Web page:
Should I Worry About Blood in My Stool?
At some point, most people will experience blood in their stool. It can be a cause for concern, but often it is not. Find out about the causes of blood in stool and when you should worry about it. We will also provide tips on how to prevent blood in your stool from happening in the first place.
If you have rectal bleeding, you might notice blood in a variety of places, including your stool, the water in the toilet bowl, and the toilet paper you use to wipe. It can be any color, including vivid crimson, deep maroon, and even black. You can actually tell where the bleeding may be originating from by the hue of the blood you see.
Bright crimson blood typically indicates low-level colon or rectal hemorrhage. Blood that is dark crimson or maroon may indicate that there is bleeding higher in the colon or in the small intestine. Melena (a dark, tar-like feces) is frequently a sign of stomach bleeding, such as bleeding from ulcers. Rectal bleeding may occasionally only be detectable under a microscope and not with the naked eye. This kind of bleeding is typically discovered in a stool sample during a lab test. (Cleveland Clinic)
Leading Causes of Rectal Bleeding
There are a variety of causes for rectal bleeding. Rectal hemorrhage is frequently brought on by alveolar fissure (a small tear in the lining of the anal canal), constipation, strong stools, and hemorrhoids (swollen and inflamed veins in your anus or rectum).
Among the less frequent reasons for rectal bleeding are throat cancer, angiodysplasia (abnormalities in the blood vessels around the intestines), stomach cancer, abdomen polyps, Crohn’s disease, diarrhea, diverticulosis (a bulging pouch that grows on the wall of the gut or a bulging pouch that forms on the wall of the intestine), Colitis of the bowels (IBD), hemorrhagic colitis (a colon inflammation caused by reduced blood flow), proctitis (inflammation of the lining of the rectum), colitis pseudomembranous (a colon inflammation caused by an infection), radiation treatment, colon cancer, single-cucumber syndrome (ulcer of the rectum), and inflammatory colitis (a type of inflammatory bowel disease). (Mayo Clinic)
When is Rectal Bleeding an Emergency?
Although blood in the stool is frequently not an emergency, you should nonetheless let your doctor know if it happens. If you have blood in your stool along with variations in the regularity or consistency bathroom visits, weakness, or tiredness. If there is blood in the feces, it may be an emergency if accompanied by fever, severe cramping or discomfort in the abdomen, bloody diarrhea that appears out of nowhere, feeling dizzy or faint, sweating, clammy, cold skin, rapid heartbeat, more than one cup of blood being passed, fewer urinations than normal, nausea and/or vomiting, particularly vomiting blood or “coffee grounds” appearance of vomit, confusion, or vision issues.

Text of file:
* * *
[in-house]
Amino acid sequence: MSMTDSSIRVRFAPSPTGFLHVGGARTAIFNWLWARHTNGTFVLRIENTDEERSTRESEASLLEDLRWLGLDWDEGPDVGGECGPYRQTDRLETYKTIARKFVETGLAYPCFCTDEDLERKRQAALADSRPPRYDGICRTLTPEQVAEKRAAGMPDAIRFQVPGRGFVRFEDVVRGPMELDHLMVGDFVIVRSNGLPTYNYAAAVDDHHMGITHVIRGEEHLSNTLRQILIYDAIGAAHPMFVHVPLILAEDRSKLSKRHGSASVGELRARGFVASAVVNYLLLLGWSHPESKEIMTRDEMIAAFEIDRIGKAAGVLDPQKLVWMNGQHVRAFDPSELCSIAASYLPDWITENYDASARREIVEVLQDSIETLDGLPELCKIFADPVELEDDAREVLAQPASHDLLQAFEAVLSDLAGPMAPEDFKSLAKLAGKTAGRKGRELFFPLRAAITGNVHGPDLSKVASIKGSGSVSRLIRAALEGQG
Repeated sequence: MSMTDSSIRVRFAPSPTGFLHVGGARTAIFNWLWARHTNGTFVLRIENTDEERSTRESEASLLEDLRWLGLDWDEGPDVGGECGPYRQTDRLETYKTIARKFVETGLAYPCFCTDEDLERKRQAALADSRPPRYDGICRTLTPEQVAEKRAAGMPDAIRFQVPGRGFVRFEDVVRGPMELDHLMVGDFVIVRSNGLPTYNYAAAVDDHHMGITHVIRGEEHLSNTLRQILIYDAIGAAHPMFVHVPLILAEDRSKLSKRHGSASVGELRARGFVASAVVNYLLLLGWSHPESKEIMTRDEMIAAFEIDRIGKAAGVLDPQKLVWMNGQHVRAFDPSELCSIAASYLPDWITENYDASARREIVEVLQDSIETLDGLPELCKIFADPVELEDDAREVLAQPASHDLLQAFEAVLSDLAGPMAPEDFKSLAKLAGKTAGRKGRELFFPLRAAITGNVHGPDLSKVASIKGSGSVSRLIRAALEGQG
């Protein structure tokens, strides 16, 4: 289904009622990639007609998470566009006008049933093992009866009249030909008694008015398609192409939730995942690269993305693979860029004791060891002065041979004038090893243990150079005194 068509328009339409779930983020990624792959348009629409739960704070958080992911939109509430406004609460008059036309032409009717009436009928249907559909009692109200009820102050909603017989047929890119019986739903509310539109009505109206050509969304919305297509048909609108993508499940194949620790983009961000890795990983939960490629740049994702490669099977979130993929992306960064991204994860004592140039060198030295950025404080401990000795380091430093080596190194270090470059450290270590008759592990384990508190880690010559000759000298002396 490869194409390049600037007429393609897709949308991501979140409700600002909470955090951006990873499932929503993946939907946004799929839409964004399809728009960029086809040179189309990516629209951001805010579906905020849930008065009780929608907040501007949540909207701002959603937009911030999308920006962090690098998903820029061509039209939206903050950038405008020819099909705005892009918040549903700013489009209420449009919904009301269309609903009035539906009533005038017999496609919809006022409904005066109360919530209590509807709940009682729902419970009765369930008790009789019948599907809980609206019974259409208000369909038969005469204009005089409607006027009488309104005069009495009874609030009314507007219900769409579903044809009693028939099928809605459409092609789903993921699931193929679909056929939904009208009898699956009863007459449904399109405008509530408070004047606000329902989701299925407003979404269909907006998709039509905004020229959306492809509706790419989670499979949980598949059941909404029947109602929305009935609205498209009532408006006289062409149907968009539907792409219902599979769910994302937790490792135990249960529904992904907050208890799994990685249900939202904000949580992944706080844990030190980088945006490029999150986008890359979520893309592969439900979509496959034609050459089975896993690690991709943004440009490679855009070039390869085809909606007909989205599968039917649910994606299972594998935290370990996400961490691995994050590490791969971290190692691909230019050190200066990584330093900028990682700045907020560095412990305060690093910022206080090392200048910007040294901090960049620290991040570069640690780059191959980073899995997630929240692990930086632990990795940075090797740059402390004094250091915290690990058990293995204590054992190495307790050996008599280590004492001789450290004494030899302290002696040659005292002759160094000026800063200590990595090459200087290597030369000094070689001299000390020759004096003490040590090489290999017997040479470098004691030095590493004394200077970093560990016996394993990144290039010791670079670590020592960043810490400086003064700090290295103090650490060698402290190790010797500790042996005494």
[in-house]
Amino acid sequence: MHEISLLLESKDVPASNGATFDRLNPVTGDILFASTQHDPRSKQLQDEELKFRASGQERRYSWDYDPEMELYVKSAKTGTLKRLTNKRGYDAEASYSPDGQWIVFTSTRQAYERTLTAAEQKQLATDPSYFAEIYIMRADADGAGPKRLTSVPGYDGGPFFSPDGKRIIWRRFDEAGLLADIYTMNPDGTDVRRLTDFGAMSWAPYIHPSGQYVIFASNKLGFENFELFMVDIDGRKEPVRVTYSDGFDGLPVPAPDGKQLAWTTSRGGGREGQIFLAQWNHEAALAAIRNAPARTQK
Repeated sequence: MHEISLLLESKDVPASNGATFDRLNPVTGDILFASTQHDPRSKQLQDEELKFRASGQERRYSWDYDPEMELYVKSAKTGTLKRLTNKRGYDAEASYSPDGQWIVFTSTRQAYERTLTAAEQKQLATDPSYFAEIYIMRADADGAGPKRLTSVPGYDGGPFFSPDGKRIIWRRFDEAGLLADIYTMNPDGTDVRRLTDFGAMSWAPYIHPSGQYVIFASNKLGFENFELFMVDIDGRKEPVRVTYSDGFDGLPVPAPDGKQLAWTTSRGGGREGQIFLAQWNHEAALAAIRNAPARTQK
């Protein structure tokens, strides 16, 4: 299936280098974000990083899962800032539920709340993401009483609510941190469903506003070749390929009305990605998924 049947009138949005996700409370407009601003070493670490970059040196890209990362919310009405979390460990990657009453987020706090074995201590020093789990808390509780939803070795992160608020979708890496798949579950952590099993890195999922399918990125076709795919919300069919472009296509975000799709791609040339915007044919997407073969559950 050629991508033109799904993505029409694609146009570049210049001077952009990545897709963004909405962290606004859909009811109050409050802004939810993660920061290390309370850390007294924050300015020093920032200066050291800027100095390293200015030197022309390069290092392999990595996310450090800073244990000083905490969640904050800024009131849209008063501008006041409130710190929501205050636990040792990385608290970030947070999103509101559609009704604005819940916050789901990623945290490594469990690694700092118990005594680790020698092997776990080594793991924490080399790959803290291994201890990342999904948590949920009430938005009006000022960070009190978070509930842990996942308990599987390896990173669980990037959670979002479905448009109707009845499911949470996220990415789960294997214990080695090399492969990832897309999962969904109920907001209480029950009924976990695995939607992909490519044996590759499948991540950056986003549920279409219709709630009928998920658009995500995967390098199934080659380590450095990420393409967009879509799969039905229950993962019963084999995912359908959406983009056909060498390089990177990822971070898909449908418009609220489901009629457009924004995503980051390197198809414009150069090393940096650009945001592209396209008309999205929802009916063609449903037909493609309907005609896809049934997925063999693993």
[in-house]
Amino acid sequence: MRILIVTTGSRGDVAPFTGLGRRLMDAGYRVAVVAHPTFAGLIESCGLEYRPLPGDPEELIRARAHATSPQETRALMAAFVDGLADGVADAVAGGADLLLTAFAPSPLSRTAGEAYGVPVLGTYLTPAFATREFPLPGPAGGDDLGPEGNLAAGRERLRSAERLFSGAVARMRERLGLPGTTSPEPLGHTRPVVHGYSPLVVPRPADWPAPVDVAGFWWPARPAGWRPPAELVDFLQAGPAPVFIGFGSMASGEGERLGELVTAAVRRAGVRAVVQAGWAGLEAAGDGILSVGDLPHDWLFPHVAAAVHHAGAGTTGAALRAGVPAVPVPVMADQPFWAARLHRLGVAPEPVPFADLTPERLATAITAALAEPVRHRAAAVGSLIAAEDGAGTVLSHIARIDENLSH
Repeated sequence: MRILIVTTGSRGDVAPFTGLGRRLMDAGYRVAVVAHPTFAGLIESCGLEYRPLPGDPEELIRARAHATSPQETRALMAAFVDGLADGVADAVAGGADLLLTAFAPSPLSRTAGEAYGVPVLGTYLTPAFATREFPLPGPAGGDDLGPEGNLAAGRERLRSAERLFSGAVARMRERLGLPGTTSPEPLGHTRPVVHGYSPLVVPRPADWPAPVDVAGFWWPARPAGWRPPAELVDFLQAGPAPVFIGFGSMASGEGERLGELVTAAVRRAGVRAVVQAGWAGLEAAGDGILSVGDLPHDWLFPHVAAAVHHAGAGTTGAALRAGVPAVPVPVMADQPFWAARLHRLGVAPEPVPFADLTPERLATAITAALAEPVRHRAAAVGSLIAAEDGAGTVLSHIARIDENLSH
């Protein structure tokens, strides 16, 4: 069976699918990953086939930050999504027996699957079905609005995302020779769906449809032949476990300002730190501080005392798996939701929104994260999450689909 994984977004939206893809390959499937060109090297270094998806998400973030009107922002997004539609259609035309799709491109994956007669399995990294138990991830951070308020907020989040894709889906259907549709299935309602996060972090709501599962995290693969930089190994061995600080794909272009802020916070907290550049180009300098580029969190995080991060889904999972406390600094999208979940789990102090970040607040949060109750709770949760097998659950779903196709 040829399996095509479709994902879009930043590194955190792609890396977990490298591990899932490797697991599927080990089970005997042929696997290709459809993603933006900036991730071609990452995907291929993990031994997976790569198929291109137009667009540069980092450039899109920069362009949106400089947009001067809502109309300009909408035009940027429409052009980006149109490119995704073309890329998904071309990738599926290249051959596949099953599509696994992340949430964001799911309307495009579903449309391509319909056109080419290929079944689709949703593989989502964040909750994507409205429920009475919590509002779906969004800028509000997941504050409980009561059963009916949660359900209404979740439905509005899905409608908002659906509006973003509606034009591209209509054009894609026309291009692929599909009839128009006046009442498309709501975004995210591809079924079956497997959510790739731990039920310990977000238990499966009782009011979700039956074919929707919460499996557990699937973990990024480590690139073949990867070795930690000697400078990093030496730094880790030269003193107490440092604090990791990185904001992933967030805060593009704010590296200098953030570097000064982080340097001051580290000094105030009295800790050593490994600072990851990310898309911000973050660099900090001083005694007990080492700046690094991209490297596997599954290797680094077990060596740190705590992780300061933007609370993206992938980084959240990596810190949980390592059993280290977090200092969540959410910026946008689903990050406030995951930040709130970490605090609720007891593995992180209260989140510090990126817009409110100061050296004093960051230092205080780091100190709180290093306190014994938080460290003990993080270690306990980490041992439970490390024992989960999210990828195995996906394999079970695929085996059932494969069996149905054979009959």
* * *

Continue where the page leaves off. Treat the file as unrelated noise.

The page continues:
If you have any of these symptoms in addition to blood in the stool, call 911 and head to the emergency room of a hospital. These could signal a serious infection or perhaps a medical emergency like shock. It’s just not good to guess – consulting a medical doctor is recommended. (EMedicineHealth)
Blood in the stool can be caused by a wide range of health problems and conditions. While it is often not a cause for alarm, its best to know the origin. If accompanied by other serious symptoms, seek emergency medical attention immediately. Taking steps to reduce constipation and consistently hydrating will help prevent blood in your stools in the first place. Eating fiber-rich foods and exercising regularly are also good ways to promote healthy digestion. By taking these simple precautions, you can remain proactive about your digestive health!
“Rectal Bleeding: Causes, Colors, Tests & When to Call the Doctor.” Cleveland Clinic,
“Rectal Bleeding Causes.” Mayo Clinic, Mayo Foundation for Medical Education and Research, 6 Jan. 2022,
“Blood in Stool (Rectal Bleeding) Causes & When It’s an Emergency.” EMedicineHealth, EMedicineHealth, 14 Oct. 2021, www.emedicinehealth.com/is_blood_in_stool_an_emergency/article_em.htm.